Utilization of Supercritical Fluids for the Effective Extraction of Waxes and Cannabidiol (CBD) from Hemp Wastes
1. This study seeks to establish an effective method of isolating Cannabidiol (CBD) from the hemp dust that is produced during fiber production using supercritical CO2 extraction.
2. The economic potential of this process is significant, because, quote – up to 33 percent of hemp by mass can be lost in the form of dust during the processing for fiber production – unquote. This offers the opportunity to turn a significant waste product into a viable revenue source.
3. As a field crop, Hemp offers many advantages including, quote – pest and disease resistance, weed control and improvement of soil properties due to crop rotation – unquote. Increasing utilization of hemp and improving its crop value will offer farmers more opportunity to vary and improve their production.
4. Hemp fiber is well know for its quality and versatility. Its use is widespread in the textile, paper, manufacturing, and construction industries.
5. Cannabidiol (CBD) is a non-pychotropic cannabinoid found in hemp and has recently, quote – been given considerable attention over the past few years due to its plethora of therapeutic properties and pharmacological activities – unquote.
6. Due to its low toxicity, CDB has been used in clinical-level trials relating to nervous system disorders including Alzeimer’s.
7. Savitex, a phytocannabinoid drug, was the first CBD based treatment approved in the UK in 2011 for use with multiple sclerosis muscle spasms.
8. Hemp dust also contains lipids and waxes which, quote – are an important and valuable class of compounds that can be extracted – unquote, via supercritical CO2 extraction.
9. Historically, hexane was used to extract wax from biomass, but hexane poses toxicological and environmental issues that are not present in supercritical CO2 extraction.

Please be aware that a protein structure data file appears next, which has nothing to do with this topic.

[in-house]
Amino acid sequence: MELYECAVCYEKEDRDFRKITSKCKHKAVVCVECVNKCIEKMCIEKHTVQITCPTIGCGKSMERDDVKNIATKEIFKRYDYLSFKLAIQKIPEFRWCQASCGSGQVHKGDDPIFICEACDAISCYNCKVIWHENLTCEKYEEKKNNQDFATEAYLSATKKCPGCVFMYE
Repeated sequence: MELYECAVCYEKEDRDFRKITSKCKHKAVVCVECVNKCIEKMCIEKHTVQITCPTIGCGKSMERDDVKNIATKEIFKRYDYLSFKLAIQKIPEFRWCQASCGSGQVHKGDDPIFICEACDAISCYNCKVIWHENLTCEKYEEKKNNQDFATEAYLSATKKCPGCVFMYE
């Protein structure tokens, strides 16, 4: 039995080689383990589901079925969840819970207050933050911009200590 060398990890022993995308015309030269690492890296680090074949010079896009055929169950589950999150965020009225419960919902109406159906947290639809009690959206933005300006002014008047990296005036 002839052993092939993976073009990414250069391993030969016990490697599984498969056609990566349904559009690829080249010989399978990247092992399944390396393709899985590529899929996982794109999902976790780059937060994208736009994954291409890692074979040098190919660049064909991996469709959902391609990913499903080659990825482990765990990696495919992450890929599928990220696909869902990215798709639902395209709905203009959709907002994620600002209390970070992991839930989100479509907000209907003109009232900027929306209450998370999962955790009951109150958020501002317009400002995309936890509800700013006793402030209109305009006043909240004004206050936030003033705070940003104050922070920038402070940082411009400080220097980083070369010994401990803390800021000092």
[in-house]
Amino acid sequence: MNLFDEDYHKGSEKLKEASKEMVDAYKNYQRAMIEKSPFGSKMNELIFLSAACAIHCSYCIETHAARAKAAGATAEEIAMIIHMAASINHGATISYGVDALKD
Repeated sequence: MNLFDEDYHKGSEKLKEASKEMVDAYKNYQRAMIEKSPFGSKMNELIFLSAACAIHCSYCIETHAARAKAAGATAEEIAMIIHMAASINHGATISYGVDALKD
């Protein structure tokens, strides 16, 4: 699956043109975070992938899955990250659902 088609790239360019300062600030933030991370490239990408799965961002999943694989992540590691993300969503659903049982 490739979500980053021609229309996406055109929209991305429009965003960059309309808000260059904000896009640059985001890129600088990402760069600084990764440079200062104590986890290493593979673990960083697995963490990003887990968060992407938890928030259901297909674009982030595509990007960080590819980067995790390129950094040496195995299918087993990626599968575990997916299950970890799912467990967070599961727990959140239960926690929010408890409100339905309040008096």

10. This study collected dust samples from multiple locations throughout a hemp fiber facility. Both Heptane soxhlet and supercritical CO2 extractions were performed to identify target compounds.
11. The hemp samples used in this investigation were of the variety santhica and were grown, quote – on 80-acres of arable land, in North Yorkshire – unquote.
12. The facility involved with the investigation produced, quote – approximately five tonnes of hemp … and approximately 900 – 1,650 kg of hemp dust weekly – unquote.
13. Dust samples were extracted via supercritical CO2 extraction over the temperature range of 35C to 65C and pressures of 80 bar to 400 bar for a period of 4 hours. Samples were also extracted via Soxhlet was.
14. For both extraction setups, the crude extract was filtered and solvent removed via vacuum. The resulting extract was used to calculate percent yield.
15. Extract composition was then analyzed via high temperature – gas chromatography and high temperature – gas chromatography mass spectrometry.
16. Sample number 8 was found to have a significant concentration of CBD (5,832.5 ug/g of dust) which was surprising given that these cannabinoids, quote – are normally found in the hemp flowers and not in the fiber – unquote, which indicated that, quote – during the mechanical extraction and separation of the fiber from the woody core, there was an accumulation of CBD at one stage of the process – unquote.
17. Sample 8 was collected from the rotary screen duster. Other samples showed some presence of CBD, but in much lower quantities. As a result, sample 8 was selected for further study to determine ideal extraction parameters.
18. Higher pressures and temperatures offered the greatest extraction yield. At 65C and 400 bar, supercritical CO2 extraction yielded 1.57 percent crude oil mass. The greatest CBD yeild occured at 350 bar and 50C.
Source: Attard TM, Bainier C, Reinaud M, Lanot A, Mcqueen-Mason SJ, Hunt AJ. Utilisation of supercritical fluids for the effective extraction of waxes and Cannabidiol (CBD) from hemp wastes. Industrial Crops and Products. 2018;112:38-46. doi:10.1016/j.indcrop.2017.10.045.
Review by: SP